Liberty Walk Dodge Challenger
Some cars with sporting credentials are best left as they come off the production line. Meddling with the engineering and go-faster know-how that went into them is, as the purist crowd might tell you, sacrilege.

Five Cars That Would Be Ruined by Tuning

Mazda MX-5 MiataMazda MX-5 MiataMazda MX-5 MiataMazda MX-5 MiataMazda MX-5 MiataShelby GT350R MustangShelby GT350R MustangShelby GT350R MustangShelby GT350R MustangShelby GT350R MustangPorsche Cayman GT4Porsche Cayman GT4Porsche Cayman GT4Porsche Cayman GT4Porsche Cayman GT4Dodge Challenger SRT HellcatDodge Challenger SRT HellcatDodge Challenger SRT HellcatDodge Challenger SRT HellcatDodge Challenger SRT HellcatHonda Civic Type RHonda Civic Type RHonda Civic Type RHonda Civic Type RHonda Civic Type R
In the light of the EPA’s proposition to ban certain modifications of road-going vehicles, the future of the aftermarket industry and our love for making cars go faster could turn out to be as dark as a starless night sky. If all goes according to the United States Environmental Protection Agency’s plan, the controversial regulation could be published by July.

The little-noticed proposal was published in July 2015, buried deep in a 629-page proposed rule setting fuel economy standards for commercial trucks. As if this weren’t enough to raise an eyebrow, the agency did not flag the proposal in the document’s contents. The straw that broke the camel’s back, however, is that the EPA shamelessly hid a rule that applies to passenger cars and trucks in a proposed rule for commercial vehicles.

Let’s suppose that the proposal will not pass as law and petrolheads will continue to modify cars to their hearts’ content. We agree that sports cars such as the Scion FR-S could use more than 200 horsepower and 151 lb-ft (205 Nm) of torque. The other end of the sports car spectrum comprises automobiles in need of better handling characteristics. The Lexus RC, for example, would’ve been much sharper if it weren’t for its weight.

Lugging around 3,737 pounds (1,695 kilograms) of Lexus RC 200t isn’t exactly sporty, especially if you’re the type that enjoys carving up a canyon road from time to time. On the other hand, some manufacturers found the perfect formula for cars that don’t need aftermarket mods to improve their go-faster credentials or their high-speed roadholding.

Some of the cars that made our list might not come as a surprise to those who live and breath automobiles, so feel free to comment what other four-wheeled machine currently in production should be left stock. In no particular order, here goes:
Mazda MX-5 Miata ND
Mazda MX\-5 Miata
By the time the fourth-generation MX-5 Miata was unveiled in 2014, production of the Japanese model had surpassed the 940,000-unit mark. It’s no wonder the MX-5 Miata continues to be the best-selling two-seat convertible in history. The Miata’s specialness is obvious from its name.

Rod Bymaster, the head of product planning and marketing for the original Mazda MX-5 Miata, is the one to thank for choosing the Miata nameplate. Miata is the Old High German word for “reward” and, as any owner will tell you, this car is as rewarding as open-top motoring gets.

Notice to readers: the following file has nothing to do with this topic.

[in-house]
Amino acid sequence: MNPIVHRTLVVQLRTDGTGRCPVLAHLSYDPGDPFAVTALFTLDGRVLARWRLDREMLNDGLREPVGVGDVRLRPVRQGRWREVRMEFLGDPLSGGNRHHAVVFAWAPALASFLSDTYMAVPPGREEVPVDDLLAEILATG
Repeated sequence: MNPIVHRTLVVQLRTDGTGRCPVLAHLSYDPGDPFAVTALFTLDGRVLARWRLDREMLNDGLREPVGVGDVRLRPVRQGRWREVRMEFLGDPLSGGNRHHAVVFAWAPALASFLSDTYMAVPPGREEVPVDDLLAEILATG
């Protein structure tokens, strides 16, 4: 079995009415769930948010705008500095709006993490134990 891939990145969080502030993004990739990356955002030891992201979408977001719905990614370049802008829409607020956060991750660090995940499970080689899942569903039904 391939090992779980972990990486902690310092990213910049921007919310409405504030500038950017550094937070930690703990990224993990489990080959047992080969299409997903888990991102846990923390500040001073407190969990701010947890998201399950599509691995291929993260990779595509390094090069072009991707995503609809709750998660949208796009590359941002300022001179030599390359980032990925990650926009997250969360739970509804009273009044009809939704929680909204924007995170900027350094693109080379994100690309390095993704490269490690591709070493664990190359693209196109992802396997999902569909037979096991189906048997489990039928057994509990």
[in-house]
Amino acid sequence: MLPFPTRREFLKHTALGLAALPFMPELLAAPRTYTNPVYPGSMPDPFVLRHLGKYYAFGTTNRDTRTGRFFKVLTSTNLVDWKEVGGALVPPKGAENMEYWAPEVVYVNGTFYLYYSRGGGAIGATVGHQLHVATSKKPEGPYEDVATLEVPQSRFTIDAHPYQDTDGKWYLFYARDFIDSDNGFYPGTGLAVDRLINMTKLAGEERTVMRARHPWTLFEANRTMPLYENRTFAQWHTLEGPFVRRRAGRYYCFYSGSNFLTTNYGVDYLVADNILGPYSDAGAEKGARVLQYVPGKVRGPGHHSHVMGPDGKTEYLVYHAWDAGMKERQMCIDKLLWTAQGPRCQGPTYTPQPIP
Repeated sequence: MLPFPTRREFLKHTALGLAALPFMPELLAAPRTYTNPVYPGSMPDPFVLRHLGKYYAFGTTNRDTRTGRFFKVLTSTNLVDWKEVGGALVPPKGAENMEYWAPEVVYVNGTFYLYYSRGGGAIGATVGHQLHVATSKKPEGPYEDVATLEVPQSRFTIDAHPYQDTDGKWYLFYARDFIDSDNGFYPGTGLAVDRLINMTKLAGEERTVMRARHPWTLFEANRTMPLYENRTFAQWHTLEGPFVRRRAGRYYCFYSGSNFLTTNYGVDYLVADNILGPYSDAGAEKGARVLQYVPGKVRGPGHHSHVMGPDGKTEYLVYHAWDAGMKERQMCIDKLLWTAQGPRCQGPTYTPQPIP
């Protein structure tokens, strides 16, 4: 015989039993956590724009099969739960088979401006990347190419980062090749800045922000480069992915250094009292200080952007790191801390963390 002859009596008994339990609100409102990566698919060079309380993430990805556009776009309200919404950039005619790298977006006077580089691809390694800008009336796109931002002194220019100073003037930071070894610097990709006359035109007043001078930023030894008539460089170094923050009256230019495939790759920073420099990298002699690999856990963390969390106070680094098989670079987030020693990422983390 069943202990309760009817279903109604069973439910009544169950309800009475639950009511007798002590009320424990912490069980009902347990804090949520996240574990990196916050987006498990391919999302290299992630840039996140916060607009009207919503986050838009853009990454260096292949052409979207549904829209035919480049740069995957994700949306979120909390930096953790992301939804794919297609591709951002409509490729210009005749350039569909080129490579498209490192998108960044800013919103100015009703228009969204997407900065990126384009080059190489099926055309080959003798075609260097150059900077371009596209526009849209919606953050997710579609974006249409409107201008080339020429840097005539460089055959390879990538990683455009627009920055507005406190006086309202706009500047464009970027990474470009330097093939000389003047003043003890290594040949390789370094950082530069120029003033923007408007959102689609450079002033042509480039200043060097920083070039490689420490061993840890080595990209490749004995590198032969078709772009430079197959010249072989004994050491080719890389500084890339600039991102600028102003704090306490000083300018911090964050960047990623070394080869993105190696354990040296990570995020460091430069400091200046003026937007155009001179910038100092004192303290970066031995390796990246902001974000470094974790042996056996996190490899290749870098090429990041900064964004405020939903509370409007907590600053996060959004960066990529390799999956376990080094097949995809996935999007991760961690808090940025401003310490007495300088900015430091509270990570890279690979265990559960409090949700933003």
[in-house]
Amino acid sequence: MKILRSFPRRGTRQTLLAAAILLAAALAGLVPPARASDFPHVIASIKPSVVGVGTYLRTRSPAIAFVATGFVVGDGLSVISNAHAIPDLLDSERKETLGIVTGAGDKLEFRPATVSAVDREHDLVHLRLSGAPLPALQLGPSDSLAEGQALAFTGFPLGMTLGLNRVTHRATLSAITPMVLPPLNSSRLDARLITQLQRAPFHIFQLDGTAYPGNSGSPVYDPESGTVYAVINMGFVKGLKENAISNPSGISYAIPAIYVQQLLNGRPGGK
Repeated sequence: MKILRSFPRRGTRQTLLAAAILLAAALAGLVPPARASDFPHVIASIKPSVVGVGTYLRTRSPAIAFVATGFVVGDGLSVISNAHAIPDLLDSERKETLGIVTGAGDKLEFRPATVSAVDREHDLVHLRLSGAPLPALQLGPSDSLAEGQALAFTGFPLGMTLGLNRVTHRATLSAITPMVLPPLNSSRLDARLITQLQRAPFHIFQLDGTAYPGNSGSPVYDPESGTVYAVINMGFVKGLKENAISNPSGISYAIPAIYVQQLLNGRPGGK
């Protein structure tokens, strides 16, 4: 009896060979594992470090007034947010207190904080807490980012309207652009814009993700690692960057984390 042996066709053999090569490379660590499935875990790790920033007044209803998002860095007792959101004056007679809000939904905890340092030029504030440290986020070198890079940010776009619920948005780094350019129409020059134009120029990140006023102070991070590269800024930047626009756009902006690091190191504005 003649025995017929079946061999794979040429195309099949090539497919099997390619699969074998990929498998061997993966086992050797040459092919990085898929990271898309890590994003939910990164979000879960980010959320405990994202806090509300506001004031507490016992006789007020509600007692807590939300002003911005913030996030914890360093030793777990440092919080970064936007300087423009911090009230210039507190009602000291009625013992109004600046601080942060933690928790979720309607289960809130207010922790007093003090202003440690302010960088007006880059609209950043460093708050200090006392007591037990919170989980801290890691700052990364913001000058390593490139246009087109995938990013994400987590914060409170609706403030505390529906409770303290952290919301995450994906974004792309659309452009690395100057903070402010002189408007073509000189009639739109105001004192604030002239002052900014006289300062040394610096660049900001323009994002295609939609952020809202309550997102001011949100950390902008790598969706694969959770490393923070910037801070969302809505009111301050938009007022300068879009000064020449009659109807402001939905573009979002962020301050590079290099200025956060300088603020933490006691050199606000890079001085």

Owners aren’t referring to feeling the wind in your hair and the 86 million miles of blue sky above your head. These are offered by other roadsters out there. The 2.0-liter and 1.5-liter SkyActiv-G engines aren’t potent enough to get your dopamine rush. The interior is cramped. As it was the case with the first three generations, body roll is present during turn-in. Despite everything, the fourth-generation MX-5 Miata is brilliant.

The Mazda MX-5 Miata isn’t excellent if you analyze it bit by bit. It’s only when you take all its reward-inducing parameters that you start to understand the greatness of the damn thing. Even the 1.5-liter engined model flows in a way that makes people wonder why more cars aren’t like this. It feels like the natural order of what a driver’s car should be about. And that’s why the Mazda MX-5 Miata should never be modified.
Shelby GT350 Mustang
Shelby GT350R Mustang
With the arrival of the first generation of the Ford Mustang, the pony car segment took off. But then again, the Shelby GT350 improved on the concept of the Mustang. Ease of driving wasn’t on the priorities list of the original Shelby GT350. Performance in the SCCA National Sports Car Championship was the sole purpose behind the Shelby GT350 program.

Drawing on Jerry Titus’ win in 1965 at the wheel of GT350 #5R001, the civilian variant of the Shelby GT350 Mustang was fast, it cornered a lot better than its Ford-badged donor vehicle, and it was challenging to drive. Fast-forward to the present day, and you’ll find reminiscences of sporting DNA from the 1965 model in the contemporary Shelby GT350.

The racing genes of the GT350 and GT350R start with the flat-plane crankshaft V8 under the hood - the most powerful naturally aspirated V8 engine Ford has ever made. It’s an engineering marvel and its roar is as imposing as it gets. Strapping a supercharger on top of a no-compromise powerplant such as the Voodoo V8 isn’t just sacrilege. From our point of view, modifying the 5.2-liter motor makes everything about the car worse.

Half a century since the original hit the public roads, advances in the domain of automotive engineering made the Shelby GT350 Mustang one of the most superior handling vehicles money can buy. A supercharger is going to spoil the car’s near perfect 54/46 weight distribution. The added torque and different torque band of a supercharged engine are the other technicalities that will probably worsen the driving dynamics of the Shelby GT350. Whatever you do, don’t supercharge the Shelby GT350 Mustang.